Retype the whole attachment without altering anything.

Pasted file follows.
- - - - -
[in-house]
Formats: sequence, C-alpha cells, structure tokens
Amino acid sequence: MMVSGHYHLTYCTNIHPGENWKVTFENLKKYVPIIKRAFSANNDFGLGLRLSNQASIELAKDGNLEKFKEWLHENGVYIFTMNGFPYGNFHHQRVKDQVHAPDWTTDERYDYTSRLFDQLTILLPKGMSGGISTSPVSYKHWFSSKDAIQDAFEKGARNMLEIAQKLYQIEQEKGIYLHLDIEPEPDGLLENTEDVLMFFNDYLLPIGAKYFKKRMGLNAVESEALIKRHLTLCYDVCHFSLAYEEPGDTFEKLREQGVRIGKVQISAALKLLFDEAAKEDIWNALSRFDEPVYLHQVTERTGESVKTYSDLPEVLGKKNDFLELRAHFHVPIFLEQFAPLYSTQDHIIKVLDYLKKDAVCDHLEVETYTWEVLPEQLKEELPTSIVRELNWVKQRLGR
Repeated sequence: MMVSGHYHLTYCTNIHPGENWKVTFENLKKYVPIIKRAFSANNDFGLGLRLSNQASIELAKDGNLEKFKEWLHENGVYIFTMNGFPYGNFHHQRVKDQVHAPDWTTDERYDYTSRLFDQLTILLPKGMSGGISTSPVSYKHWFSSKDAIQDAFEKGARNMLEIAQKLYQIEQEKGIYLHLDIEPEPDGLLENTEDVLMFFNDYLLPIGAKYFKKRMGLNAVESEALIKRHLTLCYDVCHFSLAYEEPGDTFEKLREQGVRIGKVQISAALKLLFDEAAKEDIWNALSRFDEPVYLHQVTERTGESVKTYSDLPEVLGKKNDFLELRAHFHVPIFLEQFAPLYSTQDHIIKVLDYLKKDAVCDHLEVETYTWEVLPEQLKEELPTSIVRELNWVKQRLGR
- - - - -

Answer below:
[in-house]
Formats: sequence, C-alpha cells, structure tokens
Amino acid sequence: MMVSGHYHLTYCTNIHPGENWKVTFENLKKYVPIIKRAFSANNDFGLGLRLSNQASIELAKDGNLEKFKEWLHENGVYIFTMNGFPYGNFHHQRVKDQVHAPDWTTDERYDYTSRLFDQLTILLPKGMSGGISTSPVSYKHWFSSKDAIQDAFEKGARNMLEIAQKLYQIEQEKGIYLHLDIEPEPDGLLENTEDVLMFFNDYLLPIGAKYFKKRMGLNAVESEALIKRHLTLCYDVCHFSLAYEEPGDTFEKLREQGVRIGKVQISAALKLLFDEAAKEDIWNALSRFDEPVYLHQVTERTGESVKTYSDLPEVLGKKNDFLELRAHFHVPIFLEQFAPLYSTQDHIIKVLDYLKKDAVCDHLEVETYTWEVLPEQLKEELPTSIVRELNWVKQRLGR
Repeated sequence: MMVSGHYHLTYCTNIHPGENWKVTFENLKKYVPIIKRAFSANNDFGLGLRLSNQASIELAKDGNLEKFKEWLHENGVYIFTMNGFPYGNFHHQRVKDQVHAPDWTTDERYDYTSRLFDQLTILLPKGMSGGISTSPVSYKHWFSSKDAIQDAFEKGARNMLEIAQKLYQIEQEKGIYLHLDIEPEPDGLLENTEDVLMFFNDYLLPIGAKYFKKRMGLNAVESEALIKRHLTLCYDVCHFSLAYEEPGDTFEKLREQGVRIGKVQISAALKLLFDEAAKEDIWNALSRFDEPVYLHQVTERTGESVKTYSDLPEVLGKKNDFLELRAHFHVPIFLEQFAPLYSTQDHIIKVLDYLKKDAVCDHLEVETYTWEVLPEQLKEELPTSIVRELNWVKQRLGR